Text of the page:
An exotic-looking opera composer and painter who was compared to ‘an exotic creature from Papua New Guinea’, is holding a surprise third position in opinion polls ahead of Czech Republic’s first-ever direct presidential election this week. It’s no surprise that Vladimir Franz, a 53-year-old professor at Prague’s Academy of Performing Arts, received such a vivid description by a debate caller. He is hard to miss in a crowd, with his entire face covered in swirls of red, green and blue. Admitting to having no experience in either politics or economics, he still ran a successful campaign for the semi-ceremonial position of president of the Czech Republic.
The country is electing a replacement for Václav Klaus, who is barred from holding the office for another term by the constitution. The ballot on Friday and Saturday will be the first after a reform which took the power to elect the head of state from the national parliament and made it an issue of popular vote.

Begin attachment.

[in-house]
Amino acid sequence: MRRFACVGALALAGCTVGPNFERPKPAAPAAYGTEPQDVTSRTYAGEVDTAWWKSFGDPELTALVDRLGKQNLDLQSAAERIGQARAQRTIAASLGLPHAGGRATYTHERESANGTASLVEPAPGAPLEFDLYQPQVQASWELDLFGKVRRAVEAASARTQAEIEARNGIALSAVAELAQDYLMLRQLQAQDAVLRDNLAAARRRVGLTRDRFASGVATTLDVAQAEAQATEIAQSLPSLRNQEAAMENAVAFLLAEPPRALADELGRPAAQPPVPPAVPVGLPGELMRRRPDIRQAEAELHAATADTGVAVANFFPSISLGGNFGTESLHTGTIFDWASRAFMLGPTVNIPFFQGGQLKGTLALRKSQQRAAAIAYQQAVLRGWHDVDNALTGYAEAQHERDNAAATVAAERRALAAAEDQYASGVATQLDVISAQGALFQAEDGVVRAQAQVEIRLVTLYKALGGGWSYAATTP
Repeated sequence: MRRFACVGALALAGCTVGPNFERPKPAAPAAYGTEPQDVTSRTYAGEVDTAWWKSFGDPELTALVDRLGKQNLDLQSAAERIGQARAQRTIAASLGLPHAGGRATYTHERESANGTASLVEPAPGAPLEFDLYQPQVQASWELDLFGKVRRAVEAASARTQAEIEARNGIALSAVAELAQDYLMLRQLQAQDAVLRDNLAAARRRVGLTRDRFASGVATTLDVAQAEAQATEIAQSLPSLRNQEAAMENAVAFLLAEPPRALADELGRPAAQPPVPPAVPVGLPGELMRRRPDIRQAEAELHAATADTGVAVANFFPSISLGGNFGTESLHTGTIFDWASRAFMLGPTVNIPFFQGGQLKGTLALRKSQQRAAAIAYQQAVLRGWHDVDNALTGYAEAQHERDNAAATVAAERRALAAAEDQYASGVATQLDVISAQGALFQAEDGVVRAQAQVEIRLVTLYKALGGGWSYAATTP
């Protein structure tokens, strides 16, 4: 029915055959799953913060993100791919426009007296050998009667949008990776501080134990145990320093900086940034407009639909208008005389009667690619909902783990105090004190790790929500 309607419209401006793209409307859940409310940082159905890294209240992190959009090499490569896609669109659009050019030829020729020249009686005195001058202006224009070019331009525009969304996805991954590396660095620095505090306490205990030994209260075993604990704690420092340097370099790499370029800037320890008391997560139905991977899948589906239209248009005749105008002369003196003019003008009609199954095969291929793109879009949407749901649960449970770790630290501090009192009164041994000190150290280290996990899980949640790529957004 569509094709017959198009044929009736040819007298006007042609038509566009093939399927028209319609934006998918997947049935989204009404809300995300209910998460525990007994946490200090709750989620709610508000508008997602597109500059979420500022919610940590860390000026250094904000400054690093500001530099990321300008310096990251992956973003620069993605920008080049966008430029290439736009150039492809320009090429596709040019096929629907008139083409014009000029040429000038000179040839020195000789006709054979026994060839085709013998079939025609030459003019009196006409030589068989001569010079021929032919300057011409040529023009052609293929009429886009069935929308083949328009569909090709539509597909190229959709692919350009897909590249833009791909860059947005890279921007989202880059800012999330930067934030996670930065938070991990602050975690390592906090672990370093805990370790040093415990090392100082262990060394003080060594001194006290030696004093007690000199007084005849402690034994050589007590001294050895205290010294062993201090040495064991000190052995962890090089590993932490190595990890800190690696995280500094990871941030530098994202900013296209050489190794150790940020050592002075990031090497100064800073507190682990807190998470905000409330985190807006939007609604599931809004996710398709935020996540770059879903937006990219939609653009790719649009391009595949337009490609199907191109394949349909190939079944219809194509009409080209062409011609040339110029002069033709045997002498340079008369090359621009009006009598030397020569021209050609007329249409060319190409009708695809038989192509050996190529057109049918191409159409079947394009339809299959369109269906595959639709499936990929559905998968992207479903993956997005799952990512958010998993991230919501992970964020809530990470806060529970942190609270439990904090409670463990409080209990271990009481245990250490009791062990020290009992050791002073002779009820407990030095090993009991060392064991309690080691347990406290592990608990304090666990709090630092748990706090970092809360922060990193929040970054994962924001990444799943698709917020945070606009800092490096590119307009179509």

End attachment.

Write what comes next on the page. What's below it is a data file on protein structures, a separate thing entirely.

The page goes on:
Franz, an independent candidate with no party affiliations, entered the race after a group of admirers launched the ‘Franz for President’ initiative and plead him to shake up the election with his shock factor.
Since then he has spent US$25,000 from donations on his campaign. Most of his staffers, including a leading economist, are working for free. He didn’t put up any posters, focusing instead on social media and Internet audiences. A Facebook page for his campaign scored more than 55,000 ‘likes’ – far more than other candidates. Franz’s message highlights graft and underlines the importance of education and the nation’s moral standing.
“The (political) system is so enchanted with itself that it’s lost the ability to self-reflect,” he said in an interview with The Associated Press Tuesday. Czechs, he says, “are fed up with this crap.”